Jane Cowl (1884 - 1950) was known for her interpretation of Shakespearean roles, and made Broadway history by playing Juliet over 1000 consecutive performances in 1923. Jane was the lead in two silent films, Garden of Lies (1915) and The Spreading Dawn (1917), and then after taking nearly 30 years off from films, she returned for several supporting roles in the 1940s. Her final film was Payment on Demand (1951) with Bette Davis. She was also a playwright. Her play Smilin' Through has been filmed three times.

Hazel Dawn (1891 - 1988) was a member of the original Ziegfeld Follies in 1907. A popular singer and stage actress, she made her first film in 1914 playing the lead role in One of Our Girls. Another 13 films followed through 1925. She appeared briefly on the TV screen in 1951 and 1954.

Irène Bordoni (1885 - 1953) arrived in the U.S. and made her Broadway debut in a Shubert brothers production of Broadway to Paris. She is probably best remembered from musical theatre as the star of the 1928 Cole Porter musical Paris that featured the song "Let's Do It, Let's Fall In Love", which became Porter's first big success. Irène mad several short films in France, two with Stacia Napierkowska, but her first major film was Paris (1929), adapted from the play. She appeared in a few more films prior to retirement, but had a comeback success in the role of "Bloody Mary" in the 1951 national tour of the musical South Pacific.

Sunday, May 01, 2011

Helen Mack

Helen Mack was born November 12, 1913 in Rock Island, Illinois. At age seven she was enrolled at the Professional Children's School in New York City. She appeared on Broadway, in vaudeville and in five silent films beginning at age ten, her first being Ralph Ince's Success, (1923) featuring Mary Astor. Her first talkie saw her in a small role in D. W. Griffith's last film The Struggle (1931). Her Fox Film screen test came in March 1931 and within three weeks she was making films. Her debut as a leading lady was opposite Victor McLaglen in While Paris Sleeps (1932). Helen played in several westerns in the early 1930s, including Fargo Express (1933) with Ken Maynard, and The California Trail with Buck Jones. Helen may be best remembered for the 1933 movie sequel The Son of Kong, and also played an important role as Tanya in Merian C. Cooper's production of H. Rider Haggard's She (1935). Helen made over twenty films from the mid to late 30's including The Lemon Drop Kid (1934) opposite Lee Tracy, as the female lead in The Return of Peter Grimm (1935), starring Lionel Barrymore, Harold Lloyd's The Milky Way (1936), King of the Newsboys (1938) with Lew Ayres, and she closed out the decade with Calling All Marines (1939). Helen made six films between 1940 and 1945, including His Girl Friday and Girls of the Road, both in 1940.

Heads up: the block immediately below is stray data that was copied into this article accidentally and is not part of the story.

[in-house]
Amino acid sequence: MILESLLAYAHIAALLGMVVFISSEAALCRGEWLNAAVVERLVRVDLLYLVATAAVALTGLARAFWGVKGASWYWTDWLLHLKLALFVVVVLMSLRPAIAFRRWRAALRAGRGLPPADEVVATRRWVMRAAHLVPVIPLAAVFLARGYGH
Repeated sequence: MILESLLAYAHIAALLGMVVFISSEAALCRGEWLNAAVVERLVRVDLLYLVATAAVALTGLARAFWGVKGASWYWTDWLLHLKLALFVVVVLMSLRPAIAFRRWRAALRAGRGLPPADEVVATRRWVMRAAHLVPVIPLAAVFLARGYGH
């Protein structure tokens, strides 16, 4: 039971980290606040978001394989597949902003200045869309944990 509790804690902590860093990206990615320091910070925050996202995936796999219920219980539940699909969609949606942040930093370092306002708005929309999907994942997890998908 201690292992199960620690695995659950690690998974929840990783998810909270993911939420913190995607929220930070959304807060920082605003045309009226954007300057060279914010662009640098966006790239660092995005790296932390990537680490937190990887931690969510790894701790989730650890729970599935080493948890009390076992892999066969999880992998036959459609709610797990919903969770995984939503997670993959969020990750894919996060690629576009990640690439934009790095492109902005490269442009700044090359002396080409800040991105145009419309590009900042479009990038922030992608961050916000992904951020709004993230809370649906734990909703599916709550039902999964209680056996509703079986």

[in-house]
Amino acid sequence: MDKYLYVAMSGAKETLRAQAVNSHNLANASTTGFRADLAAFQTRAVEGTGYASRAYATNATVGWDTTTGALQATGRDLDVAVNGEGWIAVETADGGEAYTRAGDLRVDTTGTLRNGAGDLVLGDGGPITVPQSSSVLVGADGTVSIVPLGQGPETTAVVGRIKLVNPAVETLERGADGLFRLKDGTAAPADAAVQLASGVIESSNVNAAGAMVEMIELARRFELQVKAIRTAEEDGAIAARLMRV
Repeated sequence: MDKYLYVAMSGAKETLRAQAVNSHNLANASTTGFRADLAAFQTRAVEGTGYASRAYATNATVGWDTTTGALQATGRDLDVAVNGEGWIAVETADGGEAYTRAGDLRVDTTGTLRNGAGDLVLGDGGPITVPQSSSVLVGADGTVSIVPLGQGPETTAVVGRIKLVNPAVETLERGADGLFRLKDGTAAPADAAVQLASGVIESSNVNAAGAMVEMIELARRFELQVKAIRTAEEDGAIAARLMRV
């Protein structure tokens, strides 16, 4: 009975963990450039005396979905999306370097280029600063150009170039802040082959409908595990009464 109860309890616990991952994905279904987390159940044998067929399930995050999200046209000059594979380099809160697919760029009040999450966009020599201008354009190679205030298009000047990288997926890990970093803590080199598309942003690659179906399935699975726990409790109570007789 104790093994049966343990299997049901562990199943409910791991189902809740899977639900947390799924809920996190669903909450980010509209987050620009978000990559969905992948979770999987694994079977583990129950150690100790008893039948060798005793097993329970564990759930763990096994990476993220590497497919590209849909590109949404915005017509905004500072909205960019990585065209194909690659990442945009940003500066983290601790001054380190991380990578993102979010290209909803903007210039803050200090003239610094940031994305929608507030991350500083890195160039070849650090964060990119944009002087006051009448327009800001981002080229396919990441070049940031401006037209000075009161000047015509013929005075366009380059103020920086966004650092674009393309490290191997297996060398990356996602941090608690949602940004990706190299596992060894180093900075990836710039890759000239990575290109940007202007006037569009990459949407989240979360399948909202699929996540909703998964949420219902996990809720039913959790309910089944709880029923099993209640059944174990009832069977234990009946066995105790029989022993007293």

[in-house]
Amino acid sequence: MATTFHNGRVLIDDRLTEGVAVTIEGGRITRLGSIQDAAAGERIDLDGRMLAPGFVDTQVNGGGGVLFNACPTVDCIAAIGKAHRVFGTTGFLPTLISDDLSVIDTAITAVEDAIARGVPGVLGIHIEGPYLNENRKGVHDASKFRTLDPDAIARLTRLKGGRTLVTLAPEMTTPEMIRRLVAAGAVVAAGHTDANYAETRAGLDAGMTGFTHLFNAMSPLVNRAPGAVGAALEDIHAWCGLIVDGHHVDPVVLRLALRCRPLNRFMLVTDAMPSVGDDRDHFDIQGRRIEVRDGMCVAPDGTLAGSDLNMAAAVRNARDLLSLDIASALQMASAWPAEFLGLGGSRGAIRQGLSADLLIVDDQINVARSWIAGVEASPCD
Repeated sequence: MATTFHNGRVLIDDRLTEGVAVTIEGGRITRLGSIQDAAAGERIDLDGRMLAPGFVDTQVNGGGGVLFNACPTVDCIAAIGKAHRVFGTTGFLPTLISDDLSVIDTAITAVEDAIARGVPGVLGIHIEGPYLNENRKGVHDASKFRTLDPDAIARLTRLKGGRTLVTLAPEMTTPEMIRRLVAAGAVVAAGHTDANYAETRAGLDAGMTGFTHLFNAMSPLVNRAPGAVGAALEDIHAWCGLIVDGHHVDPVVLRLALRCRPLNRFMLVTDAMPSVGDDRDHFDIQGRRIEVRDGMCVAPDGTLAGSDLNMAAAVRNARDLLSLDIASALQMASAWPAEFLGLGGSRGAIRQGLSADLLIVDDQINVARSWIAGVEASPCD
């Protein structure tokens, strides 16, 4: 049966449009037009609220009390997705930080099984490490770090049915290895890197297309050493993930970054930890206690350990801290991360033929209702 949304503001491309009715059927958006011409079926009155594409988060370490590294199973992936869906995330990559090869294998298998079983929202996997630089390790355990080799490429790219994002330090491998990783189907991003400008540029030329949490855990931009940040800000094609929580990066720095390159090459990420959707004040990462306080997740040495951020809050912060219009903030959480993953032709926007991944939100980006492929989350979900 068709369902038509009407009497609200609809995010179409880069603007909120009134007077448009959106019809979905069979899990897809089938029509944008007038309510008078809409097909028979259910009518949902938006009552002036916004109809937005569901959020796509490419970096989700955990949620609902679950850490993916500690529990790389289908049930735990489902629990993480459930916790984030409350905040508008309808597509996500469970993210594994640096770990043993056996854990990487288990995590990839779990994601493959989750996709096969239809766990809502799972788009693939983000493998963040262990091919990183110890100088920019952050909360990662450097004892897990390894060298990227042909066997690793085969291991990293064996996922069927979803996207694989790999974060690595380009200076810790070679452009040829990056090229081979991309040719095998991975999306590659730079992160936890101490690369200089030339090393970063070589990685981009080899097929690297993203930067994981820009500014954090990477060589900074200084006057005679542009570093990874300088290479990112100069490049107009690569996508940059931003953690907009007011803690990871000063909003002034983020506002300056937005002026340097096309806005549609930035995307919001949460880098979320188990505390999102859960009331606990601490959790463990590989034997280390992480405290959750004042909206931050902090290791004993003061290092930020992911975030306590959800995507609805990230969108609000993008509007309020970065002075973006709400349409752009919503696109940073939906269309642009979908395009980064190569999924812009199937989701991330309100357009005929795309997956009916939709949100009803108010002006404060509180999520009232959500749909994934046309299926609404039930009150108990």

In the 1940's and 1950's, Helen worked as a producer and director of radio programs including the series Richard Diamond, Private Detective, and The Saint. With the advent of TV Helen wrote and produced episodes for a number of programs.

Helen died in California Aug. 13, 1986.

Double click on the images for a larger view.

Publicity stills for While Paris Sleeps.

Publicity still for The California Trail.

The California Trial poster image.

Publicity still for Melody Cruise. (1933)

Blind Adventure (1933) publicity still.

Blind Adventure frame captures.

Fargo Express poster image.

Fargo Express frame captures.

Son of Kong poster image.

Son of Kong publicity stills.

All Of Me (1934) lobby card image.

All Of Me publicity stills.

Kiss and Make Up (1934) publicity still. The film stars Cary Grant.

Four Hours To Kill (1934) publicity still.

Paramount publicity still - 1934.

The Lemon Drop Kid lobby card image.

She publicity still.

She frame captures.

The Return of Peter Grimm publicity still.

Fit For A King (1937) poster image.

Fit For A King frame captures.

King of the Newsboys frame captures.

Gambling Ship (1938) lobby card image.

Girls Of The Road poster image.

Girls Of The Road frame captures.

Helen Mack - What do you think - Allure?